a. Existence of a scheme to defraud: Compensation contracts that were stated to be funded, but were not, falsified financial documents indicating the financial condition of Superior Bank FSB, and utilization of Bank employees for unrelated business with no arms-length compensation;
b. Defendant's [sic] knowing participation in the scheme: The ownership and board of the bank informed plaintiffs on a continuous basis that the financial condition of the bank was excellent, when it was not; plaintiffs informed that deferred compensation was actually vested "in an insurance company" when manifestly it was not; and that the bank was to be used as a trust fund for the families of ownership and that no capital would be removed; the bank descended into receivership.
c. The use of mail or wires in that scheme.
3. The Gravamen of the Stiene Affidavit

  Stiene is justly critical of the Balber attorney's filing the complaint against the FDIC in 02 Civ. 4317 in the wrong district. But this act of legal malpractice (accepting that characterization for purposes of analysis) cannot impose liability upon the Balber attorneys unless their selection of an improper venue damaged plaintiffs. That nowhere appears. Plaintiffs and Stiene do not claim, nor could they, that the Balber attorneys negligently failed to assert viable claims against the FDIC in its own right. The FDIC entered this case as the receiver of Superior, pursuant to the governing provisions of FIRREA. One of the powers provided by FIRREA to the FDIC as Superior's receiver was the power to determine claims against Superior and to disallow claims not proven to the FDIC's satisfaction. See 12 U.S.C. § 1821(d)(3)(A) and (d)(5)(D). "A fundamental requirement of the statutory claims procedures created by FIRREA is that all claimants against the institution must file their claims with the receiver." Augienello III, 310 F. Supp. at 588. A claimant dissatisfied by the FDIC's disallowance of its claim may seek de novo determination in an appropriate federal district court. The Balber attorneys filed plaintiffs' complaint in the wrong district court, but that mistake did not damage plaintiffs if they had no viable claim against Superior in any event. In other words, there can be no causal connection between the improper selection of the district in which to sue the FDIC standing alone and damage to plaintiffs.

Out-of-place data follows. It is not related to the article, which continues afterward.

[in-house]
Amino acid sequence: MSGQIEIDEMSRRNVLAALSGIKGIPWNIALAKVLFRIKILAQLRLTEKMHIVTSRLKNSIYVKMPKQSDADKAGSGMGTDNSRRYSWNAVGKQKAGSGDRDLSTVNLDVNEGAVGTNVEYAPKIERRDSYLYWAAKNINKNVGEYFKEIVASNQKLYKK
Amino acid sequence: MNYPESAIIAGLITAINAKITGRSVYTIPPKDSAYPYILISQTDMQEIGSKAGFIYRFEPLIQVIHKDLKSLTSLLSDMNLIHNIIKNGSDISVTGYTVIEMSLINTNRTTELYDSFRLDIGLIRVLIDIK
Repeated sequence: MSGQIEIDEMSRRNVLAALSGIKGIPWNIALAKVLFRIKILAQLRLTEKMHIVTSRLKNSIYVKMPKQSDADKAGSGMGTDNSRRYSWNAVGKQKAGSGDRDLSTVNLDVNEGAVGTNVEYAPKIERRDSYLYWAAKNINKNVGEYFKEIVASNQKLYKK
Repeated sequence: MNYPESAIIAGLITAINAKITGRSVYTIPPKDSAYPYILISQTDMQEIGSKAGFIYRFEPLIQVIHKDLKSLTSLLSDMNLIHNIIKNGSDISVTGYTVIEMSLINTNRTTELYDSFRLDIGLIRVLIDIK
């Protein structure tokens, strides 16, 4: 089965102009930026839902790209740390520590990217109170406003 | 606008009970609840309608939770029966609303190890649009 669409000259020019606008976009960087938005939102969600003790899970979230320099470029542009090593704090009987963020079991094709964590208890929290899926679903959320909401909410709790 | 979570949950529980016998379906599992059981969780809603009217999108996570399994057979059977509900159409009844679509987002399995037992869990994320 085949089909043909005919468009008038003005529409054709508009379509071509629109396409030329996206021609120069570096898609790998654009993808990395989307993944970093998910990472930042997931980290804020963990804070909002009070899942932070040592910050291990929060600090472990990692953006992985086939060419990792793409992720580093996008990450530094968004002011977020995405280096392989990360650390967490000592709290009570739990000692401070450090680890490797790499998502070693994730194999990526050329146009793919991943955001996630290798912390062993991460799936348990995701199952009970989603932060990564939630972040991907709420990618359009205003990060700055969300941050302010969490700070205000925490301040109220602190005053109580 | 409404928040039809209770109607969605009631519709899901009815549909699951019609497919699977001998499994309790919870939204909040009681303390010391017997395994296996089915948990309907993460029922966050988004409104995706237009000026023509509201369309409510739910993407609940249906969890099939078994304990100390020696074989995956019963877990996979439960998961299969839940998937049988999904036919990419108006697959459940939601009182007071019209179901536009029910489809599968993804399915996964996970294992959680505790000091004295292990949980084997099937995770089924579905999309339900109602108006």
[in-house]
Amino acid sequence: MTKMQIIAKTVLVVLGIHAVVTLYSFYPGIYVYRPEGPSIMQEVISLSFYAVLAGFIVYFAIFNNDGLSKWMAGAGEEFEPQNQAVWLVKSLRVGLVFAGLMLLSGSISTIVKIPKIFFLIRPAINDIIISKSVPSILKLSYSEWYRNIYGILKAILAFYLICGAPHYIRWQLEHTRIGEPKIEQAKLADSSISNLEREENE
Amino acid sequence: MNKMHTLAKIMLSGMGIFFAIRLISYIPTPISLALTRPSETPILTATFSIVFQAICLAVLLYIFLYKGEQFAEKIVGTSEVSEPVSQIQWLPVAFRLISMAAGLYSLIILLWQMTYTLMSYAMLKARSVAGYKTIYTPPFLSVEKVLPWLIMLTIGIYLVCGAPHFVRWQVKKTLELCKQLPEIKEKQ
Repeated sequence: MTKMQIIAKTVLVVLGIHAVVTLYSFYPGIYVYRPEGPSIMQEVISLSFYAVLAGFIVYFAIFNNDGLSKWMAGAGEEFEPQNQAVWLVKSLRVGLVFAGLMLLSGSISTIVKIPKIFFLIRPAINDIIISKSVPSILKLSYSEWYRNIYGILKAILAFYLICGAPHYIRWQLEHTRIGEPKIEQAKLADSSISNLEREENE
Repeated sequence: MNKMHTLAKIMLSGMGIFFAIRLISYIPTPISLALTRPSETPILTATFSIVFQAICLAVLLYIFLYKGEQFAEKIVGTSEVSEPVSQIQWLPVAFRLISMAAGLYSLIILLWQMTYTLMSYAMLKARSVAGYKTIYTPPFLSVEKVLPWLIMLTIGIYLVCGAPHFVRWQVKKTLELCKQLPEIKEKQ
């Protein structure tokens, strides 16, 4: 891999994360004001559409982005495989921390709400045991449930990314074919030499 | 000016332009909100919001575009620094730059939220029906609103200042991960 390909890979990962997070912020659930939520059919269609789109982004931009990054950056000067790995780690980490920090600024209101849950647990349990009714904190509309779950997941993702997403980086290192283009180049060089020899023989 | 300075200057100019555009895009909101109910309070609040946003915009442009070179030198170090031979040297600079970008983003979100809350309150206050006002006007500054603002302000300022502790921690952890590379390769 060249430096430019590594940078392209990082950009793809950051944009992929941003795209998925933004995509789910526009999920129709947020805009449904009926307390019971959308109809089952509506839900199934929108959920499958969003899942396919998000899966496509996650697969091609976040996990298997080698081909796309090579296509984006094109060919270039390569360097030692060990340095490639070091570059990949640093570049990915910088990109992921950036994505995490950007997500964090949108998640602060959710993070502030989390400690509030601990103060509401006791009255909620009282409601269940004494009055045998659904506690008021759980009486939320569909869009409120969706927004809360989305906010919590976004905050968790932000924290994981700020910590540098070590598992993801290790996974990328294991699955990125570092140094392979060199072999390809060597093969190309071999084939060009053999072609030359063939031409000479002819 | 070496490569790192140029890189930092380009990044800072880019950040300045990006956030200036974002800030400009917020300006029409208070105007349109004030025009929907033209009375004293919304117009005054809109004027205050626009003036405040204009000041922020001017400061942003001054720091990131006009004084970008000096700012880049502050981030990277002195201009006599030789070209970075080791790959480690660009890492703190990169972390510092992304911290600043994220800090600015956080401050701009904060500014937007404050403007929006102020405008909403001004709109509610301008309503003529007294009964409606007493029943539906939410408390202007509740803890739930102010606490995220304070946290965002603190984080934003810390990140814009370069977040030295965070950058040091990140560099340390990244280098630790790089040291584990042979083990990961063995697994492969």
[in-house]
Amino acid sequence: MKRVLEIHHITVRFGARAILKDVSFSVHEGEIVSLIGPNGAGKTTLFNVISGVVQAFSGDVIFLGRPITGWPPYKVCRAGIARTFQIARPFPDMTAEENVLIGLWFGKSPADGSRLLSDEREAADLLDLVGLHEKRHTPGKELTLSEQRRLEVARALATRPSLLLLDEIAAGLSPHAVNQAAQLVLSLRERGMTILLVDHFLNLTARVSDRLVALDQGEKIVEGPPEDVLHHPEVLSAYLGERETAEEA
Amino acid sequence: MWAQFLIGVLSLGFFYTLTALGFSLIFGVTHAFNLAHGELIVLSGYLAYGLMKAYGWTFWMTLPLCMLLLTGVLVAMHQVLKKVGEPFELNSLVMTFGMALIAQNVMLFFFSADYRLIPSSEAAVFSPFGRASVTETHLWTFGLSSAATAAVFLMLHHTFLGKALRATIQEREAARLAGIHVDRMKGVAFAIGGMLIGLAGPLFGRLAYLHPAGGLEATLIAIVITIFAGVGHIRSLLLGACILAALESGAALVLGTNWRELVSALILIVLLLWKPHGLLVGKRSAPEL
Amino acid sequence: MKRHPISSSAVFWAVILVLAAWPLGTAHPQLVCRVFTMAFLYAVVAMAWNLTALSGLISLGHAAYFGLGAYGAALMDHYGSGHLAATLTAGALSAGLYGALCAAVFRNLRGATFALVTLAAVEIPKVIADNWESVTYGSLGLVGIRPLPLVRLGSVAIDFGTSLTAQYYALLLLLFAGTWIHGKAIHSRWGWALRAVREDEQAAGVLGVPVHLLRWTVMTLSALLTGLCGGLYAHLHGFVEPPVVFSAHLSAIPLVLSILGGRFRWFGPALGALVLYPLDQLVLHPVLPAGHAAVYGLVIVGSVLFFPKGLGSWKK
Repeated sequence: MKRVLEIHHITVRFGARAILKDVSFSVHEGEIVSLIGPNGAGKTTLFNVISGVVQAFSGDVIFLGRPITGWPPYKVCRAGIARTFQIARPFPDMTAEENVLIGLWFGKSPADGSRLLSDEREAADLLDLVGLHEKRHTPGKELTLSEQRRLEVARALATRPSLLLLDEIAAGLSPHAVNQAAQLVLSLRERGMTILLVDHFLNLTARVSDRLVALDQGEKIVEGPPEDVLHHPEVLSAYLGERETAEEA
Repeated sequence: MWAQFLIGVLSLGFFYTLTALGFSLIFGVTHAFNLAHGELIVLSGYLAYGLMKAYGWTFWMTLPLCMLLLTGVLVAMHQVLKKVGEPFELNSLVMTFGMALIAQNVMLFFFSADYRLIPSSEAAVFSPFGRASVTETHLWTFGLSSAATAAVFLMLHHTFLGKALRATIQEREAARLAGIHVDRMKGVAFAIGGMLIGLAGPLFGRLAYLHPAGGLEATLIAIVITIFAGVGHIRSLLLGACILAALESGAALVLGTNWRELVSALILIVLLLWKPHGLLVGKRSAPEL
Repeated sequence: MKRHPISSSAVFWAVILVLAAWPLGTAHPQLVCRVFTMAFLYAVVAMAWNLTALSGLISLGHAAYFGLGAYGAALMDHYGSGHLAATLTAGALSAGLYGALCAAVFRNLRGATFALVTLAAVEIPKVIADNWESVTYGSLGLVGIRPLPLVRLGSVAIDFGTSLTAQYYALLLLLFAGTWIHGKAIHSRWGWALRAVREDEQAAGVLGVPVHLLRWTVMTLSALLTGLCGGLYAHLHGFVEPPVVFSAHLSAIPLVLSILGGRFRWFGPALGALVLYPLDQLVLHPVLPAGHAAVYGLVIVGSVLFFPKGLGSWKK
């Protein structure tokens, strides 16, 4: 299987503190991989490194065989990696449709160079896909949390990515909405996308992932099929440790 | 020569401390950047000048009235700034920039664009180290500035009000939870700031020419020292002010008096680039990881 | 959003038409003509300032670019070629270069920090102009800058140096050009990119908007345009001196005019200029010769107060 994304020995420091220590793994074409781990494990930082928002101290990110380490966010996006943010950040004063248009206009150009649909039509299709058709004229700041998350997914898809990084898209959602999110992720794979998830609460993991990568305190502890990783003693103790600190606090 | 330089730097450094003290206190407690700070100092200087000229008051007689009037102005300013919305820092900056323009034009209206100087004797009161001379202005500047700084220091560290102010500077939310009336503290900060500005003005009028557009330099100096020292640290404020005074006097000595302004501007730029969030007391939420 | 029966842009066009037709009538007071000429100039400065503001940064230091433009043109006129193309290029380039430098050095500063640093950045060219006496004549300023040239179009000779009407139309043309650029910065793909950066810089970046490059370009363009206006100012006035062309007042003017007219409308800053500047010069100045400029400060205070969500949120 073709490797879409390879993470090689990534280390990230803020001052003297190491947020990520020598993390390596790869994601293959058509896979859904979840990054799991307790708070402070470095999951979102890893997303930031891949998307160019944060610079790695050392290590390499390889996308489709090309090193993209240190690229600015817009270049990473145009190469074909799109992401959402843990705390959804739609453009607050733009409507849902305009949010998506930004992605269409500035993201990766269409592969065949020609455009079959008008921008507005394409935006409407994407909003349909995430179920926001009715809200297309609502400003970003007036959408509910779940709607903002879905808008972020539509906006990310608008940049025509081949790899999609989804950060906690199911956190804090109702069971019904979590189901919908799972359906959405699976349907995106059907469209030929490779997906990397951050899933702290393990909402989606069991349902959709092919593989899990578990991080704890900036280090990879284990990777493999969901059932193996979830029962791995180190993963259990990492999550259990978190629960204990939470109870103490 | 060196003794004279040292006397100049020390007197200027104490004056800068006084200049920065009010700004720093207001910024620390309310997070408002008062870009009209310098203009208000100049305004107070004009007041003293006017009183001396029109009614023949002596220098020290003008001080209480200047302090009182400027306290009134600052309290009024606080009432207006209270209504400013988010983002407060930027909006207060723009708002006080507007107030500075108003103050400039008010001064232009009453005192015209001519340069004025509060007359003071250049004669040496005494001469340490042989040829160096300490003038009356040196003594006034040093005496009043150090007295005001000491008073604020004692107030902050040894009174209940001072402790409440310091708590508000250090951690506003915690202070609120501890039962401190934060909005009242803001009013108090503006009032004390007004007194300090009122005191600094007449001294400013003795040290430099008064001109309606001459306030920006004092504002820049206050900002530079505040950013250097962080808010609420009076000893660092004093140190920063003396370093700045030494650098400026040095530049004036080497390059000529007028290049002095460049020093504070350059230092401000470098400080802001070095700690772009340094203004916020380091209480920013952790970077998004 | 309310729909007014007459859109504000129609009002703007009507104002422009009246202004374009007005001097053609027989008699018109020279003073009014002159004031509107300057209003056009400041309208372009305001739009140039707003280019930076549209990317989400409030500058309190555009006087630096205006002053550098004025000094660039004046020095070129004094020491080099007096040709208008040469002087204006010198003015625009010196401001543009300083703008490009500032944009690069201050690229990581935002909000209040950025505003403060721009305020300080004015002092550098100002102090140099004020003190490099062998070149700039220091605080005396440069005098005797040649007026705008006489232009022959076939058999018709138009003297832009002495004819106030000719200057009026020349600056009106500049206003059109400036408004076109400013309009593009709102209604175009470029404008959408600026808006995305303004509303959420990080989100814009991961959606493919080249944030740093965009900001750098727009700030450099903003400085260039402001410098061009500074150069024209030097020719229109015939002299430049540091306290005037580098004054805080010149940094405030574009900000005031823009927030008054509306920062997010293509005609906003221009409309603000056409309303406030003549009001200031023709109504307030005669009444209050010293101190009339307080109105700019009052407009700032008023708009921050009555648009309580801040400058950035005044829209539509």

In consequence, plaintiffs' claim for legal malpractice must be, and the Stiene affidavit argues in essence, that the Balber attorneys should have pleaded in the complaint in 01 Civ. 11608 against CCFC and the six individual defendants claims for breach of the implied covenant of good faith and fair dealing and RICO violations; and should have pleaded those claims against Superior in the initial complaint in 02 Civ. 4317 against the FDIC.*fn4

  D. Can Plaintiffs Allege Claims Upon Which Relief Can Be Granted?

  As noted in Part III.A., an essential element of an action for legal malpractice is that the plaintiff prove actual damages were caused by the attorney's negligence, a question that the malpractice court must resolve by determining what the court in the underlying action would have done if the attorney had conducted plaintiff's case properly: or, to put the proposition more precisely, would the plaintiff have won his case? That is the meaning and effect of the "but for" test.